8. Tamra, thanks for doing this! I have no issue with belonging to jewellery making classes - after all, most of their work is tiny, and it is the techniques that you need to learn! After doing Bill Hudson' pedal pony cart in 1992 at GS, I searched and searched for opportunities. Finally I found someone who would give me a 6 week class - 2 hrs a week, which got me started but it wasn't impressive! He used silver plated copper wire - so nothing really worked out well! Then we convinced a young jeweller to start a silversmithing class at our local lapidary club (my husband was a long time member) and that was excellent. The club already had a super tool collection that had been passed on to it when another group closed down in the 1980s, and had previously had a silversmithing group, so it had everything we needed! That was back about 2000 I think! That group still runs, having had a series of jewellers volunteering to lead the group. You can work on your own projects and there is help and advice when needed. Then I was given the scholarship to the GS and I enrolled in Pete Acquisto's class in 2002. I was desperate for experience with a metal lathe and finally was told that there was a jewellery making group that had continued on from a college class that the members had completed. That is the group I still go to!! (Bring your lunch, $1 a day and coffee and cookies provided!) The lathe I was introduced to was a pre-war Hercus, about 3 foot long! But I was taught to pull it apart and put it back together so I could keep it in good condition! But I survived Pete's class and was delighted to find the group had acquired a Unimat 3 lathe. Then I found one for myself at an auction! I now have the choice of 3 lathes in the workshop, which is separate from the silversmithing workshop. In 2012, I had the privilege of a 3 day class with Rob Tukham where I turned lots of different materials, but not metal. Super! Both the groups I go to are jewellery making groups, but I make miniatures in both. And have even converted some people!! Jewellery making classes are also sometimes offered through our Adult Education system, but they are very expensive. I would think that rockhound or lapidary clubs would be a good starting point for appropriate classes. What have others found?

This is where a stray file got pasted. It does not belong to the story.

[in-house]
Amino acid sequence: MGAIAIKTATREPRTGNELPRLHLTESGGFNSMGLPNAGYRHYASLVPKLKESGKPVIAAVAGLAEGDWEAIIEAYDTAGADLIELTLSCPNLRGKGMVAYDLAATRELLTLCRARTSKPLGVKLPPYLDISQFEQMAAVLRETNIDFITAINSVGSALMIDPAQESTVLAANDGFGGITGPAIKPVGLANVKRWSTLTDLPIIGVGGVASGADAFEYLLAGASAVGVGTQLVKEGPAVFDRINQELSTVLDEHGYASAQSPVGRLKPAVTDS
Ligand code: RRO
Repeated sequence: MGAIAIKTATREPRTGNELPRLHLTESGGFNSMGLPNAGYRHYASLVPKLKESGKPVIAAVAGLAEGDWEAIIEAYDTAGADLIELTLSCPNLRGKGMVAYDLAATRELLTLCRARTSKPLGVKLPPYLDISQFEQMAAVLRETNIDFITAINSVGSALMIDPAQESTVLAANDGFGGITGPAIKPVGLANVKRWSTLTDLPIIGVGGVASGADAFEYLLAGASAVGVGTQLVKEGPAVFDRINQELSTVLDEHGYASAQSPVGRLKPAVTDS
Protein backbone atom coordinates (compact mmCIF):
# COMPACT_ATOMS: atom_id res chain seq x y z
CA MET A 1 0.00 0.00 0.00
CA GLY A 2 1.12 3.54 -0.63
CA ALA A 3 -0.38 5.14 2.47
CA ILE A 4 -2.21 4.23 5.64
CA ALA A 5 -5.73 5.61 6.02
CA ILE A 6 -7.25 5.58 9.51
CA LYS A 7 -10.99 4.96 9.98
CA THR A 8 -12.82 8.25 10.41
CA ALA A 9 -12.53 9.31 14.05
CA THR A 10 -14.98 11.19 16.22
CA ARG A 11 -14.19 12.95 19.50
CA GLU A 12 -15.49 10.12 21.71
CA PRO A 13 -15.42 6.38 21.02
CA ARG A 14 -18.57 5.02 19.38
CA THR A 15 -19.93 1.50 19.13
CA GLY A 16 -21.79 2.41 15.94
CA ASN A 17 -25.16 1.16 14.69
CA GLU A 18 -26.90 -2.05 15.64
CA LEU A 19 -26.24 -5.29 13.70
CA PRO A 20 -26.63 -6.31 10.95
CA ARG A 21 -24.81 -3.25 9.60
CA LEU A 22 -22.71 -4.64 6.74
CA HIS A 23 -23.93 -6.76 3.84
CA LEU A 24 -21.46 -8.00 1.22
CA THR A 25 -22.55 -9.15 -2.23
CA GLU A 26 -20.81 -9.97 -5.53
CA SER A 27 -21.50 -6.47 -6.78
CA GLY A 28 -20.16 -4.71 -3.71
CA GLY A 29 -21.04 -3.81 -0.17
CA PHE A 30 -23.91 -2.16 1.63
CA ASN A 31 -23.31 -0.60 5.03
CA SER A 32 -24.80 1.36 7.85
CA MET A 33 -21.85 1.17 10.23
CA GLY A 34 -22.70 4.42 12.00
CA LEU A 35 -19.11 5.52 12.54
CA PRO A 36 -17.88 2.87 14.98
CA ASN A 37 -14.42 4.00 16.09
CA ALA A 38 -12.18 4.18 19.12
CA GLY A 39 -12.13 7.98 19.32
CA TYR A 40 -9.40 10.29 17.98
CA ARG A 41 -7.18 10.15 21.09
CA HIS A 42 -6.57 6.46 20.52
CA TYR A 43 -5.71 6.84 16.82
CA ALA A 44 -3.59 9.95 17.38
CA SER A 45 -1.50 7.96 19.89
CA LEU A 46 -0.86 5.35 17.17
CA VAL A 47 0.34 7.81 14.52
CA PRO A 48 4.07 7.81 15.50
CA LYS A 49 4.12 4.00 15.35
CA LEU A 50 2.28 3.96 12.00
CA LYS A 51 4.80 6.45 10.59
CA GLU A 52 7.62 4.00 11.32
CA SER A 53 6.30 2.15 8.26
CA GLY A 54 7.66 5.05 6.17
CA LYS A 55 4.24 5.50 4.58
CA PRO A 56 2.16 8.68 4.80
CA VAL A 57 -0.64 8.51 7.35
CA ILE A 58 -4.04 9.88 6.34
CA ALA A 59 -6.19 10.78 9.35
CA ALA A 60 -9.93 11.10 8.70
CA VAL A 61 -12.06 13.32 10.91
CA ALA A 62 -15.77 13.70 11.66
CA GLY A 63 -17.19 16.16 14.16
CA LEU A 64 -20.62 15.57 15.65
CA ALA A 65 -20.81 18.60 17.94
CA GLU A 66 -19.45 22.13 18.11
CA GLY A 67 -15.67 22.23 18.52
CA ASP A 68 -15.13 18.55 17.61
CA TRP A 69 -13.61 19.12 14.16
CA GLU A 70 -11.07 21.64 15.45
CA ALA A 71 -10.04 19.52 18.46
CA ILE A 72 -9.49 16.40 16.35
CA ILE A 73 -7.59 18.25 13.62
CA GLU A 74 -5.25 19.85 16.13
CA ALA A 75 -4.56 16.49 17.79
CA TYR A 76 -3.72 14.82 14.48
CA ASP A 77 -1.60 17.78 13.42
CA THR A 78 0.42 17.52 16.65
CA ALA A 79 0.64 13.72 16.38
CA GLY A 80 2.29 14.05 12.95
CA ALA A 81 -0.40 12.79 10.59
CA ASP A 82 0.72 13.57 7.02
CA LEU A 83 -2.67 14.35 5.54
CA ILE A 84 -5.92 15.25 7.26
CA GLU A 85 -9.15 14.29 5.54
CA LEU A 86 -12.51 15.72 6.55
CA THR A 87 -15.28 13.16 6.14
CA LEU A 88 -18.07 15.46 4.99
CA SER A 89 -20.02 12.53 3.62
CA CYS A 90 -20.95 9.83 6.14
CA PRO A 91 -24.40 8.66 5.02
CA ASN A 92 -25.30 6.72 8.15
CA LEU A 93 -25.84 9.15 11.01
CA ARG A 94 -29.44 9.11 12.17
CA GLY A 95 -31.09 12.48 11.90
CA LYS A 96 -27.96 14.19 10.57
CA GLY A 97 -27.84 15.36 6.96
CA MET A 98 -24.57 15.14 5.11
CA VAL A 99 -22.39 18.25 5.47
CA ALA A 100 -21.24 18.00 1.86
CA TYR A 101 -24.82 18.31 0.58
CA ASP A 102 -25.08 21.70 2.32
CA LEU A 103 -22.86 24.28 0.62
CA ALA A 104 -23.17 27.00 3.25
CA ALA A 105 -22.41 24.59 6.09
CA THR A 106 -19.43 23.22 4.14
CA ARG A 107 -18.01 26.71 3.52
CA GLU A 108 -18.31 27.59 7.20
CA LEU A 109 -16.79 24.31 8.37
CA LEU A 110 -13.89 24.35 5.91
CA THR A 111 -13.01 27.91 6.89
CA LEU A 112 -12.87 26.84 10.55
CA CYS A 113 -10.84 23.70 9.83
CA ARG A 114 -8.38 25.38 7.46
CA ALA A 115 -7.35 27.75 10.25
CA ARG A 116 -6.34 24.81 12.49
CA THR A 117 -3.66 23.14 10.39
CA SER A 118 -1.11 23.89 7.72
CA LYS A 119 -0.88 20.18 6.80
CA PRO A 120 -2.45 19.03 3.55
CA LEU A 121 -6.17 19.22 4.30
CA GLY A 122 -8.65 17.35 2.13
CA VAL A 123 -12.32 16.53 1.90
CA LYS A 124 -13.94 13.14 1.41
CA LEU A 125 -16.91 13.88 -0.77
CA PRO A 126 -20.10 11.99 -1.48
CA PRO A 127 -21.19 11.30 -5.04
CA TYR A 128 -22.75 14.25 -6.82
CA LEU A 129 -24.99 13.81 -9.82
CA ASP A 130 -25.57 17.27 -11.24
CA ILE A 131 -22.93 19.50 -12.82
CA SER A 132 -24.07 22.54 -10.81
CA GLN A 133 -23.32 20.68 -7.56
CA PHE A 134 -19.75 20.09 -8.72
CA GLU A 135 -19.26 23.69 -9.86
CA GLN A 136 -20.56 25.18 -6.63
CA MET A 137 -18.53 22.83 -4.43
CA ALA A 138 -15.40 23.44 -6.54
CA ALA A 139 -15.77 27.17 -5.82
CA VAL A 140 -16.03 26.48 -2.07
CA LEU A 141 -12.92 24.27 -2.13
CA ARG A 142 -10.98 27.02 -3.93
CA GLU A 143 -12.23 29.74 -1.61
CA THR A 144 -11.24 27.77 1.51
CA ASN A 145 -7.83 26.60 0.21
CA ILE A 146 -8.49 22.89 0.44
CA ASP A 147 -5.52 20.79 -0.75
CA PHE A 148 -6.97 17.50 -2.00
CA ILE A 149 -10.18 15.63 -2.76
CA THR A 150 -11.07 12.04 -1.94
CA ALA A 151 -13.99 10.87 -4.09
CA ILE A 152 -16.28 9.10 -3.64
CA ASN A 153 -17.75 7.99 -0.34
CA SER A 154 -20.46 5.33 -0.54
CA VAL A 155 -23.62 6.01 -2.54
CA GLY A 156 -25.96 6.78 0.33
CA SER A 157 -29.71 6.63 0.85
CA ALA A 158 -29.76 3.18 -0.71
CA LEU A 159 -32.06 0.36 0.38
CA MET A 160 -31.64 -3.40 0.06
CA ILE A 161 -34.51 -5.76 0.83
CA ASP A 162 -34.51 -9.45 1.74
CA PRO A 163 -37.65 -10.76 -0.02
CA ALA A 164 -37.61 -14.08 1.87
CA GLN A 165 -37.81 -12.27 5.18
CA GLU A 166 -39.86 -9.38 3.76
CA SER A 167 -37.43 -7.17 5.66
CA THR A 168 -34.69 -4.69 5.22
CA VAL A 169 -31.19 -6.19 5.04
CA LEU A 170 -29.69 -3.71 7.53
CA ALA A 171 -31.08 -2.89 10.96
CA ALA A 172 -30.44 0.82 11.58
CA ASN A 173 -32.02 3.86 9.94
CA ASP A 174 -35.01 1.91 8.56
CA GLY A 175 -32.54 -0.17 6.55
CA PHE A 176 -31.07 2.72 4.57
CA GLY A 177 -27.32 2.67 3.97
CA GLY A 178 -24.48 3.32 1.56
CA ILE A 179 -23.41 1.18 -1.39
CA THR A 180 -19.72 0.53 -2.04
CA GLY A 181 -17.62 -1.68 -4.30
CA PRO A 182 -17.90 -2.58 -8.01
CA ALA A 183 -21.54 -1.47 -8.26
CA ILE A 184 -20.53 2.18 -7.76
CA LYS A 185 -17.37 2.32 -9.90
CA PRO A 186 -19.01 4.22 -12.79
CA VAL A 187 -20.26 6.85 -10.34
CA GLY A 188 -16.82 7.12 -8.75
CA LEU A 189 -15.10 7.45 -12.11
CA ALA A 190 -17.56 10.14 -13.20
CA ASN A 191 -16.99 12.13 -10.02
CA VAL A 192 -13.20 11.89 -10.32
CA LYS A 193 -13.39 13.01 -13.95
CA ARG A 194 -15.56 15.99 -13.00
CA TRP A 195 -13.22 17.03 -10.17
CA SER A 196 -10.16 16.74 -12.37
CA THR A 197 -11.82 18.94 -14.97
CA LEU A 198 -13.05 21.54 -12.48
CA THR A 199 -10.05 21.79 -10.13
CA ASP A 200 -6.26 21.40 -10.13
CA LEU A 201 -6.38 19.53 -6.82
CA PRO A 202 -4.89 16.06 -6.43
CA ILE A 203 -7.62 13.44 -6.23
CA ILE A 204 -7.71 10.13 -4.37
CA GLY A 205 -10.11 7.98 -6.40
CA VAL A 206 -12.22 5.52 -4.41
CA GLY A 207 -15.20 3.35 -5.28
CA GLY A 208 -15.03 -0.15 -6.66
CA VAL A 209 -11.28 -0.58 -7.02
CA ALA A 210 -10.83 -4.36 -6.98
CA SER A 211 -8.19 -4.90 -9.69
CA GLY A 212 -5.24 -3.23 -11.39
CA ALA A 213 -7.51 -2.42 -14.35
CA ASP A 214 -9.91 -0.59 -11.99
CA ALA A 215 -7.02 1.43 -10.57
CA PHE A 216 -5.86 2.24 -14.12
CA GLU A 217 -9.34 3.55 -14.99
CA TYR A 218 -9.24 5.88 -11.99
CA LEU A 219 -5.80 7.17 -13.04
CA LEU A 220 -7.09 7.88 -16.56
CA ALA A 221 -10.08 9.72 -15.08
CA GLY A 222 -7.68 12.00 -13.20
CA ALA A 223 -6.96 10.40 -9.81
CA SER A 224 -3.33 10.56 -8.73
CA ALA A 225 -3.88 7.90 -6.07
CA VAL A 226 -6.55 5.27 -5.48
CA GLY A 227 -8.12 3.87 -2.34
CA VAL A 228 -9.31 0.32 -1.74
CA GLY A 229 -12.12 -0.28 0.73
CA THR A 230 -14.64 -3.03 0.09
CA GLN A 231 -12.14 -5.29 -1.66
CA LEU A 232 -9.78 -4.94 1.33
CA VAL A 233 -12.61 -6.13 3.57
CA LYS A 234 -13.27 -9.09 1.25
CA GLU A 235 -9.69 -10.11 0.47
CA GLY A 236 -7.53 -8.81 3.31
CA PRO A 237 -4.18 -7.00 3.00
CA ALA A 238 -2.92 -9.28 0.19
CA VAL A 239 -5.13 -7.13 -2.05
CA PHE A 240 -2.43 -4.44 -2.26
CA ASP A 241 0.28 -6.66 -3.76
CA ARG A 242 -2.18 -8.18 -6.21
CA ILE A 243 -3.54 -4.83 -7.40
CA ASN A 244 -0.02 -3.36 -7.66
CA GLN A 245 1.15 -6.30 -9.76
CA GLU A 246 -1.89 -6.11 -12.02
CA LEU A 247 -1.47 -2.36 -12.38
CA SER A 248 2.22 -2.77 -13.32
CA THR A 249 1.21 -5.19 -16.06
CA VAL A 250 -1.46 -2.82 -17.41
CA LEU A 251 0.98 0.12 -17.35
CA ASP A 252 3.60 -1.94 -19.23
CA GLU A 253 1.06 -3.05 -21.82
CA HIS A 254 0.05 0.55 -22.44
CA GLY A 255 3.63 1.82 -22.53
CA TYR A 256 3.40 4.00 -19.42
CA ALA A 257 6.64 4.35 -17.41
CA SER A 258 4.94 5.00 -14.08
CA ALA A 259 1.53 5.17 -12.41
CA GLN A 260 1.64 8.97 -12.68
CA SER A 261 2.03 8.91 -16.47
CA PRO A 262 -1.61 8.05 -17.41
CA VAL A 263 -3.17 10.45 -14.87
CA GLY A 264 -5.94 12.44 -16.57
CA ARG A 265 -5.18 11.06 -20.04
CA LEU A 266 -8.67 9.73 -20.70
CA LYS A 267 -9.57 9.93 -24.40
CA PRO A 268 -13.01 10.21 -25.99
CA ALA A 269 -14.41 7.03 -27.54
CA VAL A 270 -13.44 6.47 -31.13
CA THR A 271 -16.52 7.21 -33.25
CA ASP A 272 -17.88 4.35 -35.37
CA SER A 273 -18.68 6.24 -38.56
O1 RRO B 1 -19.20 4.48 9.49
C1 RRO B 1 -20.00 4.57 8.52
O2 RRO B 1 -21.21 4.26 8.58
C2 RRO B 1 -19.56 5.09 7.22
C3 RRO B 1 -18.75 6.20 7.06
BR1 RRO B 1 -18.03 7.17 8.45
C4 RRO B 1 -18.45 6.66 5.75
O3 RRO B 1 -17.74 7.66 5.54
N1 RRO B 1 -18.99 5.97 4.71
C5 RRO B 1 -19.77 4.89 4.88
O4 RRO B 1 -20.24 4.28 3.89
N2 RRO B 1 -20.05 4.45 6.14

9. Bill, today was my jewellery making group where I play with metals. (also the 90th birthday of the fellow who leads the group and in whose home we meet!) I did some more soldering on one of the pieces as I had missed a bit. A lot of the copper coating disappeared in the firing! Then a friend commented"Oh, I put my large copper pendant that i enamelled in that pickle last week. (In and out with out me seeing it!) So that explains lots of it. So now we are to have a dedicated brass pickle! However, I have had that copper coating before after pickling so I am grateful for the information re the hydrogen peroxide pickle. And I will guard the pickle with my life!!